The capital funding (CMAQ) used for most of this program is provided to polluted cities explicitly to offset the effects of pollution from cars. So even if DDOT saved the receipt for the program, got their money back, they couldn't turn around and spend it on laying asphalt for one lane-mile of highway (which is roughly equal).

Basically, if you're a fiscal conservative, you should be cheering for the success of this program, as ridership pays down the sunk costs, and produces a savings (and improved service) to WMATA by taking riders out of their subsidized systems. And if you're DC or counties in MD/VA, you can fund capital cost improvements to double this system ($6M) and get the feds to kick in 80% of that almost guaranteed, or fund transit capital improvements ($7BILLION for the full Silver Line) and MAYBE get no more than 50% from the feds.

Let's say you did away with all transit operating subsidies, the amount could not build enough additional lane capacity to accomodate the increased demand for driving, and the entire regional economy would end up in gridlock. Not to mention DDOT/VDOT/MDOT trying to exercise eminent domain on your split-level ranch house, people going broke trying to buy that car they didn't need before, more airborne pollutants, etc. Basically, welcome to Houston East.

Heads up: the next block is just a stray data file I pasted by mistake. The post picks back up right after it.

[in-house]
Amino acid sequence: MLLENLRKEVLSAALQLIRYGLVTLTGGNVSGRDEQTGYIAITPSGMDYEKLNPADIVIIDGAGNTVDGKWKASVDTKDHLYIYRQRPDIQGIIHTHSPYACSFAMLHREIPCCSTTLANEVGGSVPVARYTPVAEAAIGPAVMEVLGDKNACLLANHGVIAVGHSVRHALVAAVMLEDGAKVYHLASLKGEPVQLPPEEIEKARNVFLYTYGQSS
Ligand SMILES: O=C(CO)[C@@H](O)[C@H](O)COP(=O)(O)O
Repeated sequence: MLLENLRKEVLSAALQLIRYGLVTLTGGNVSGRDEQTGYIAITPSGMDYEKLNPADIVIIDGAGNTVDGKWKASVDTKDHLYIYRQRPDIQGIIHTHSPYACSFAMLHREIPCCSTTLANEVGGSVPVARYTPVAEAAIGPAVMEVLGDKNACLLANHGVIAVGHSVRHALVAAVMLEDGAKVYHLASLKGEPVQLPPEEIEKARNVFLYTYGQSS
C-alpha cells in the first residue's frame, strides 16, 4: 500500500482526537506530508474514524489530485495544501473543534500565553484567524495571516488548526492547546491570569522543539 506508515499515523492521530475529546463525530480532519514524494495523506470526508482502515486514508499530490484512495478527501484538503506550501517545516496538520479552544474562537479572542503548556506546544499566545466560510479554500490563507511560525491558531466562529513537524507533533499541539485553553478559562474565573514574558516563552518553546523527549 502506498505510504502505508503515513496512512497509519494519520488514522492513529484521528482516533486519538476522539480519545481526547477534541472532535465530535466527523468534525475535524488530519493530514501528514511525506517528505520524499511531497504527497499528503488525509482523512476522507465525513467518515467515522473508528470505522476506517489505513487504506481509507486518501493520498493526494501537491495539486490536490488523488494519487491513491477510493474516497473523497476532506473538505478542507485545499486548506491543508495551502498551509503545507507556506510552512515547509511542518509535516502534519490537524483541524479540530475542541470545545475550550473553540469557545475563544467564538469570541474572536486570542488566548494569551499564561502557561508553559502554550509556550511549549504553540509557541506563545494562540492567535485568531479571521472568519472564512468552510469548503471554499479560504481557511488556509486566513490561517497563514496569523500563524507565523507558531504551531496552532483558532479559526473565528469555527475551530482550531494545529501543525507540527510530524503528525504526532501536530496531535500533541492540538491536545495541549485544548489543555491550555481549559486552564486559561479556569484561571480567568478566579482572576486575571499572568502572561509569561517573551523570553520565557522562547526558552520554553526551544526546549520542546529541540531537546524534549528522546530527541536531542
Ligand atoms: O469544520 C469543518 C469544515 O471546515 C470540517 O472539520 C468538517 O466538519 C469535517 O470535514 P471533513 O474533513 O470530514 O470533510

Posted by: TheBoreaucrat | December 15, 2010 2:32 PM | Report abuse

@jrmil: Cars impose huge costs, and not just on their owners/users. Donald Shoup estimates that each space in a surface parking lot costs an average of $4,000, and spaces in structured or underground lots routinely cost in the range of $20,000 to $40,000. Some of those costs are recovered (in the case of private lots), but spaces on the street are rarely priced at anything approaching their cost (and that's not to mention the costs of building and maintaining roads, etc., which bikes use much less intensively than cars). So even if each bike costs $7,500 (and there is good reason to think it will be much less as usage increases and overhead costs are spread over larger numbers of bikes/users), you certainly haven't made the case that bike sharing is some kind of wasteful boondoggle -- in fact, it seems quite likely (although knowing for sure would require more information about how the bikes are used) that bike sharing is cost effective compared to infrastructure for cars.

Posted by: caseybanderson | December 15, 2010 10:22 PM | Report abuse